Final Expense and Whole Life
Final expense is considered a type of whole life policy. This means that it lasts your “whole” lifetime from the time you purchase it. Whole life insurance, however, is also its own policy—what are, then, the similarities and differences between them?
The most important feature of whole life insurance, in this case, is its permanence. You purchase a policy and, as long as you keep up with monthly premiums, the policy stays in effect until you pass away and your beneficiaries receive the death benefit.
This is the exact structure followed by final expense insurance. The differences, then, lie in the policies’ eligibility, function, and death benefit. You can qualify and enroll in final expense even if you are in poor health. Final expense is only geared towards issuing the death benefit, without a savings component like whole life. Lastly, final expense death benefits range from $2,000 to $50,000.
Whole Life vs. Final Expense—The Bottom Line
Compare this to whole life—applicants must be young and in virtually perfect health to qualify. It also has the death benefit with the aforementioned savings and investment feature. Finally, death benefits for these policies range anywhere from $100,000 to more than $1 million. Both final expense and whole life, however, are permanent, and will not expire.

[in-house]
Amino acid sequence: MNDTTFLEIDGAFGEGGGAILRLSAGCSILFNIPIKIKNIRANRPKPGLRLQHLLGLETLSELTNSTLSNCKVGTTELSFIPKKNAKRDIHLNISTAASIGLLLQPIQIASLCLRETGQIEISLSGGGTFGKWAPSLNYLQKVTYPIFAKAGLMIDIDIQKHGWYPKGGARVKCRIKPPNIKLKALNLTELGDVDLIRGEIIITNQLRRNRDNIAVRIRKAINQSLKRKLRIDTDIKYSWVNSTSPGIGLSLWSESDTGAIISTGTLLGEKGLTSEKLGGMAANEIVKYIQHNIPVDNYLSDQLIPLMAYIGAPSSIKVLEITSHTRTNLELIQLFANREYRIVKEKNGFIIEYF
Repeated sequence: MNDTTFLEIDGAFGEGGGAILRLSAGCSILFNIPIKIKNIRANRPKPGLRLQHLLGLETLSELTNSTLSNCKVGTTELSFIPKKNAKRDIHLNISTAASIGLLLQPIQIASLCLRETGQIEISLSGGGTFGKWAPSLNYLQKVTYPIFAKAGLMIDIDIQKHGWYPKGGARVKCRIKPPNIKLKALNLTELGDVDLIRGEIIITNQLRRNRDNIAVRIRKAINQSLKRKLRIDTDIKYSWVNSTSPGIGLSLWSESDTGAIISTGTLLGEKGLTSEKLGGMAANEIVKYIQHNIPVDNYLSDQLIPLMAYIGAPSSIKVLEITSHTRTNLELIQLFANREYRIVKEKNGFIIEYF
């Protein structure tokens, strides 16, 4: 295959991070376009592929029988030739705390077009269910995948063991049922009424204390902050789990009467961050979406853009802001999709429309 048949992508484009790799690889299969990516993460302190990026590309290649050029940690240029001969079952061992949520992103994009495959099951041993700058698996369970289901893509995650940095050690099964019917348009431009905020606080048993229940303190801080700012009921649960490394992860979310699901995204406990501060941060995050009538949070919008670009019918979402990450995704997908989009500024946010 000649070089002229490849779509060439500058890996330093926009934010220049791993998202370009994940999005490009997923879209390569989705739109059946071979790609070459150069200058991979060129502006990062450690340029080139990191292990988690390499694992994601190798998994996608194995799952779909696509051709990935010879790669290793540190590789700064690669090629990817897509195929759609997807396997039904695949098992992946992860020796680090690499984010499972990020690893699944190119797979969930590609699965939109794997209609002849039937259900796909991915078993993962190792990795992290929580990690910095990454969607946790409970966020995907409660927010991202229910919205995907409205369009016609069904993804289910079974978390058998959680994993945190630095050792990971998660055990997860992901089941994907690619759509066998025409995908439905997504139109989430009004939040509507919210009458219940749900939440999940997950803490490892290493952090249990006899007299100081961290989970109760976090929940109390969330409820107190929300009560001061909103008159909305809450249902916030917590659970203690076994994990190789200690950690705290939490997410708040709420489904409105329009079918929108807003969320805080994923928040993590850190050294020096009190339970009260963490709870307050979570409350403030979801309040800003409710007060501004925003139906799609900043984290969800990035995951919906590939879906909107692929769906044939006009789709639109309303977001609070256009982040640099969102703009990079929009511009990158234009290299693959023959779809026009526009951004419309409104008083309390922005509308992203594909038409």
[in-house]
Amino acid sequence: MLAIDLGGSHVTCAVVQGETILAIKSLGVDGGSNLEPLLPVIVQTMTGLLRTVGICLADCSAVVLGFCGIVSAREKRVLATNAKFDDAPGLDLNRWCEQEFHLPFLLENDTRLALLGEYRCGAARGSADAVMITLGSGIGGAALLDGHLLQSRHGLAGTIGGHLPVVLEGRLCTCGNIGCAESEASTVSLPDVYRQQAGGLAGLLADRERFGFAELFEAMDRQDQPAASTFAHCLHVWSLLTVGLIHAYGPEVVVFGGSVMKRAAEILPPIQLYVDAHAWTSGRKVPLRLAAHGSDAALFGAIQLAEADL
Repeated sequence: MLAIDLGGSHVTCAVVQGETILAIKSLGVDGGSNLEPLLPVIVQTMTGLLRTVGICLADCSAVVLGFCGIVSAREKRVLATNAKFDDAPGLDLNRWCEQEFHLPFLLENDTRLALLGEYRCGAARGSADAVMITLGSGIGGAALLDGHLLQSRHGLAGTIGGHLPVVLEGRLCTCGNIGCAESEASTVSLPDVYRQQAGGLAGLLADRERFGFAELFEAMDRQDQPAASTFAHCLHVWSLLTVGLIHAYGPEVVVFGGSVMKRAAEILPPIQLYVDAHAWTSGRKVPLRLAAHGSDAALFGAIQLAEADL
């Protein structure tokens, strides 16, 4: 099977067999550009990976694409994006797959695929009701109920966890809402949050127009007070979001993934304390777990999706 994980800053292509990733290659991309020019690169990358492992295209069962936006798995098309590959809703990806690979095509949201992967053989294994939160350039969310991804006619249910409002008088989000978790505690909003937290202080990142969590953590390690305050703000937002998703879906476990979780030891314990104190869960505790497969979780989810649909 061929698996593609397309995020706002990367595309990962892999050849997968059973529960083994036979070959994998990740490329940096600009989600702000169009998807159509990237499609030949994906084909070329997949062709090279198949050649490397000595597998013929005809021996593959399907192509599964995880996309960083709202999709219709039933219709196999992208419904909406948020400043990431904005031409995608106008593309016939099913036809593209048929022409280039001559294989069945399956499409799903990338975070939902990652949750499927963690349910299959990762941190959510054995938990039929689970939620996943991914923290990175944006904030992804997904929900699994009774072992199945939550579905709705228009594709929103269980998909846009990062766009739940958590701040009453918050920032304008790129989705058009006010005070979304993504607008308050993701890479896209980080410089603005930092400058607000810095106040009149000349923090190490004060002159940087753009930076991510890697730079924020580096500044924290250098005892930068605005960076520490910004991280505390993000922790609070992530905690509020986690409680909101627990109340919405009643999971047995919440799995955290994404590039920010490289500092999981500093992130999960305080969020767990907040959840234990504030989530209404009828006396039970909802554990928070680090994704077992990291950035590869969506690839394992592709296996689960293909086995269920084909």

Whole Life vs. Term Life
Is there a life insurance policy that does expire? Yes, it is called term life. Unlike whole or final expense, term life is not purchased for the policyholder’s lifetime but rather a period of time. Typically, this period lasts anywhere from 10 to 30 years.
After this time has passed, the policy will “expire.” In other words, if you as the policyholder do not pass away within that period, you will either have to renew it, let it end, or find a new policy.
Like final expense and unlike whole life, term life does not have a savings or investment component built-in. This, and the lowered risk of a shorter policy, means that term life is less expensive than whole life. Bear in mind, however, that you must meet the same age and health qualifications as whole life to enroll.
Final Expense vs. Term Life
There are many distinct differences between these three policies. Whole life and final expense are the most similar due to the way they are structured and their permanence, but term and whole life are similar in their eligibility requirements and sizable death benefit. You know the differences between whole life and final expense, but what about final expense and term life?
When talking about a policy’s “expiration date,” you should think of term life. These policies, however, are much harder to qualify for than final expense. So, if you are older or have health concerns, final expense is the better option.
Final expense is also the perfect addition to your whole or term policy, which you can purchase at any time to cover small additional expenses not accounted for in your whole or term policy. Whether on its own or with another policy, final expense is a fantastic, permanent insurance policy without an expiration date.